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SoundWave uses Doppler Effect to bring Kinect-like gesture recognition to PCs

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May 8, 2012

SoundWave detects motion inputs by detecting the frequency shift in tones emitted from the...

SoundWave detects motion inputs by detecting the frequency shift in tones emitted from the system's speaker

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Microsoft’s Kinect peripheral senses motion inputs using a combination of a depth sensor, RGB camera and a multi-array microphone. Now Microsoft’s research division, Microsoft Research, has developed a gesture recognition system called SoundWave that relies on sound instead of video to bring gesture recognition capabilities to a standard laptop or desktop computer without the need for any additional hardware.

The system uses a PC's existing speakers to emit an inaudible tone between 18 and 22 kHz. As the sound waves reflect off a moving object they change in frequency. The PC’s microphone detects this frequency change - known as the Doppler Effect - along with the sound wave’s speed, amplitude, direction and time variation.

SoundWave can be used on existing laptops with no additional hardware

Based on this information, an algorithm then translates the movements into gestures, which can be used to control things onscreen. SoundWave can detect multiple objects - or hands - and even works in noisy environments or when the laptop is being used to play music.

While the Kinect has found great success as a gaming peripheral with its ability to work at a bit of a distance, SoundWave appears to only detect gestures made relatively close to the computer. This might limit the technology to deskbound applications, but the number of unforeseen applications to which the Kinect has been adapted suggests SoundWave could find equally surprising uses for those chained to a desk.

SoundWave is responsive enough to play Tetris using gesture controls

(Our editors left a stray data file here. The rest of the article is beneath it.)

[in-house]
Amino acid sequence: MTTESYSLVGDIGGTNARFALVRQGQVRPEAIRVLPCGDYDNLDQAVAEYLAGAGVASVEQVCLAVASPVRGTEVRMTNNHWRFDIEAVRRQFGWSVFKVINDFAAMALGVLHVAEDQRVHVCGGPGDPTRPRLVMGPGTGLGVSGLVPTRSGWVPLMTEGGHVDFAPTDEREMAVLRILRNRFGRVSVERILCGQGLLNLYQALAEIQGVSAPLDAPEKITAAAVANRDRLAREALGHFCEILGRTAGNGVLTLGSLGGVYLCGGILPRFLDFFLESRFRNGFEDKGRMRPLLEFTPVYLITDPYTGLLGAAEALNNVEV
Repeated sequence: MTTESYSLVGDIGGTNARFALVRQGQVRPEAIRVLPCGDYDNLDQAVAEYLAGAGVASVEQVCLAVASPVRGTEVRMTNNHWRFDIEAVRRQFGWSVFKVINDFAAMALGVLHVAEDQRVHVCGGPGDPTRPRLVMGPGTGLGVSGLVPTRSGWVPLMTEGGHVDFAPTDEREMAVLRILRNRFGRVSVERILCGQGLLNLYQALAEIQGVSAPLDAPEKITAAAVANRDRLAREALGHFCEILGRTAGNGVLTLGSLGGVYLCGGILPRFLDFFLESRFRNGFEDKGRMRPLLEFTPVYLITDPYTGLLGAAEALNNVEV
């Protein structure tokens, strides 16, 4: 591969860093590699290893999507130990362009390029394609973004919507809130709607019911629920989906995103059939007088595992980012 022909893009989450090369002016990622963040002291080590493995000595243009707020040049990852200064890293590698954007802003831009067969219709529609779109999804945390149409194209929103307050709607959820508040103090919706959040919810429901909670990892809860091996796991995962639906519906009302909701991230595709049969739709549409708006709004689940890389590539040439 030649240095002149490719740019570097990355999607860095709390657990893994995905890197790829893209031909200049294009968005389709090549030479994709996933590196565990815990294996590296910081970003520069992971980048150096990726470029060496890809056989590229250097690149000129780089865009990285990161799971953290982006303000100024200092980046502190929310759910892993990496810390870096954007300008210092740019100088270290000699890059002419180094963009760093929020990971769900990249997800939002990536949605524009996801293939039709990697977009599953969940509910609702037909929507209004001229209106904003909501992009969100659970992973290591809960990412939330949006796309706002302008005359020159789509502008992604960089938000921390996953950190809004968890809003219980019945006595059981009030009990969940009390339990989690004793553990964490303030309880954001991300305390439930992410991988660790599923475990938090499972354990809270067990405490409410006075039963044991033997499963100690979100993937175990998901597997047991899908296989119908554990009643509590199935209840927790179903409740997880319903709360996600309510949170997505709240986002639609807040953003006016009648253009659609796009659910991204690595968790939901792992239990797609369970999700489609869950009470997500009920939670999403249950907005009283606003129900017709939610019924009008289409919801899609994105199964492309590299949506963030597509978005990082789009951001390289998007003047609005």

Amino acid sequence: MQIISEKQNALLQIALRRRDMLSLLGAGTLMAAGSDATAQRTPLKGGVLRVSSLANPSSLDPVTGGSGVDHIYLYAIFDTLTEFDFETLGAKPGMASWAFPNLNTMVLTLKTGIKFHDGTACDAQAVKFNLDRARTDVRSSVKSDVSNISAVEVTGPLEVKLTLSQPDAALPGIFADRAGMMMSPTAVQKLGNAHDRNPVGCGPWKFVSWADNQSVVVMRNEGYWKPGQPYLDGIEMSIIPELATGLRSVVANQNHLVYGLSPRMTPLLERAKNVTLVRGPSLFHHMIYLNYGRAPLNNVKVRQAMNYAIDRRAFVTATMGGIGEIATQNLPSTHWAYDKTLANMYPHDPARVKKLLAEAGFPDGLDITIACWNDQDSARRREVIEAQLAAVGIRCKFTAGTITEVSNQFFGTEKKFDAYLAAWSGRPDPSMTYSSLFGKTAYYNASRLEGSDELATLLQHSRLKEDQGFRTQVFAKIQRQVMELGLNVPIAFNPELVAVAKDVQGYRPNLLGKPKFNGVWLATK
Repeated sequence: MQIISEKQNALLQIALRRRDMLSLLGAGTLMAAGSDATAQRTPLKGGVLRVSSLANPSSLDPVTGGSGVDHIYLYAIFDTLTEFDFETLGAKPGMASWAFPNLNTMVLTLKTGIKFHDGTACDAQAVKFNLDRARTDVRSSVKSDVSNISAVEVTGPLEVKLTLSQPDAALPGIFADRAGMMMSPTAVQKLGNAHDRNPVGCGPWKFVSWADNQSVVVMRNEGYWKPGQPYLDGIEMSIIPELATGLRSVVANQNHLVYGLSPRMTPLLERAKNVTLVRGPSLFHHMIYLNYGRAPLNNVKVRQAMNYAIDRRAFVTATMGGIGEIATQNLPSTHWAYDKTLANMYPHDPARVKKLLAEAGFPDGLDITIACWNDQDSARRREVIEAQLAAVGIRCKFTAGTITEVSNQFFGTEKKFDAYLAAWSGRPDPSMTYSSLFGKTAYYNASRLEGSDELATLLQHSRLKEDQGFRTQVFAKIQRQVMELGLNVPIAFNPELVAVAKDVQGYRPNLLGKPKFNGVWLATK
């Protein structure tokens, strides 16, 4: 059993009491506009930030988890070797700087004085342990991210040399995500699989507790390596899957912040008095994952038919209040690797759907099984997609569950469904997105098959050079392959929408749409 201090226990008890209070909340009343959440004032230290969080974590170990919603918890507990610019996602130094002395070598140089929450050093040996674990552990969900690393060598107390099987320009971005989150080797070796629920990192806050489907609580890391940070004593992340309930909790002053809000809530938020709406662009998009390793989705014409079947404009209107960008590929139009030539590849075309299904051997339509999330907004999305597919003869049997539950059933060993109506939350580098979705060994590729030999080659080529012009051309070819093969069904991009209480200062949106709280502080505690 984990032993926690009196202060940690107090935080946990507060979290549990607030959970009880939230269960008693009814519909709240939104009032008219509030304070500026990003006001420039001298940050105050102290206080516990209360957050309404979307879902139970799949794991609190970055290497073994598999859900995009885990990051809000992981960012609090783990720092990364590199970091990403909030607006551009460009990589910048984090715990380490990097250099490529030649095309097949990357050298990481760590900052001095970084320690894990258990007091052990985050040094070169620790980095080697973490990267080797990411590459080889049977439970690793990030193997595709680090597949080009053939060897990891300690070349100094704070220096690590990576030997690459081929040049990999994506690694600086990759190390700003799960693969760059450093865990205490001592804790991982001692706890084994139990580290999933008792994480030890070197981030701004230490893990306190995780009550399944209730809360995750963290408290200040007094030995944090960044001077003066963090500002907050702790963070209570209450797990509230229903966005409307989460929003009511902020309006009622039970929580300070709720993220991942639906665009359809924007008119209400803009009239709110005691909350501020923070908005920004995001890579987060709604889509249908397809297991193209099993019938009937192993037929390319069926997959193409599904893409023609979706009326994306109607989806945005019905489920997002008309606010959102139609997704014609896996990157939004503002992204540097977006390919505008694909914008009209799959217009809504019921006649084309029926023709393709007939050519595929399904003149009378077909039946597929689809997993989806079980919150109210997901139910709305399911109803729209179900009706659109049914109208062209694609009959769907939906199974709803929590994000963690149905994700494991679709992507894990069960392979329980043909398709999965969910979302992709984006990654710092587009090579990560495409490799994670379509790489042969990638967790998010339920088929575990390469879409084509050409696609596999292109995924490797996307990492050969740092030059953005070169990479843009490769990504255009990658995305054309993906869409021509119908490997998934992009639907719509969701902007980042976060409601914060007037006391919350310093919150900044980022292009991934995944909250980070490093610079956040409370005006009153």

The research team has already developed some examples that demonstrate the potential for the technology. Along with the standard scrolling with a wave of the hand, the responsiveness of the system has been demonstrated by using it to play Tetris. It could also be used in an office environment to automatically lock a user’s screen when they leave their desk.

The SoundWave technology is still under development in the Microsoft Research labs, and it’s not clear if or when we can expect to see this kind of gesture-recognition system released. While it looks promising, Microsoft might want to maximize the return on its Kinect for Windows before releasing gesture-recognition technology that does away with the need for purchasing any additional hardware.

Here’s a video from Microsoft Research showing SoundWave in action.

Source: Microsoft Research via Extremetech

About the Author
Darren Quick Darren's love of technology started in primary school with a Nintendo Game & Watch Donkey Kong (still functioning) and a Commodore VIC 20 computer (not still functioning). In high school he upgraded to a 286 PC, and he's been following Moore's law ever since. This love of technology continued through a number of university courses and crappy jobs until 2008, when his interests found a home at Gizmag.   All articles by Darren Quick
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4 Comments

this is very interesting however at that particular kHz what are the long term side effects on the human subject. Studies have showed very high kHz above the human ears can cause headaches, dizziness, nausea feeling. It is interesting that it can determine different gestures, but wouldn't xbox's kinect addon work better and have more of a fine tuning ability? Or is this designed to work in conjunction with the kinect?

Wyatt Bonnette
9th May, 2012 @ 02:06 am PDT

I agree that it looks promising and hopefully they'll be able to develop the idea as they want it to be. I'm counting on this, maybe The SoundWave Technology will create a chance to move more while working (I heard that sitting and not moving all day long is very bad for your health).

railwaymen
9th May, 2012 @ 02:47 am PDT

20 kHz is not inaudible to many people under 25 (a good share of gamers) and some over 25! People trying to use sounds above the hearing range need to realize that they either need to shell out for special drivers (40kHz speakers for instance) or realize that the reason computer speakers go up to 20 kHz is because some people can HEAR up to that point (I can hear clearly up to 19500 Hz and I am nearly 30 - and as teens both my mom and I could hear the low end of bats) and that those people will not only avoid your product at all costs, but also avoid anyone using the product.

Charles Bosse
9th May, 2012 @ 02:14 pm PDT

This is not something for people with dogs. And indeed, 18kHz is hardly inaudible...

Jürgen De Blonde
15th May, 2012 @ 03:52 am PDT
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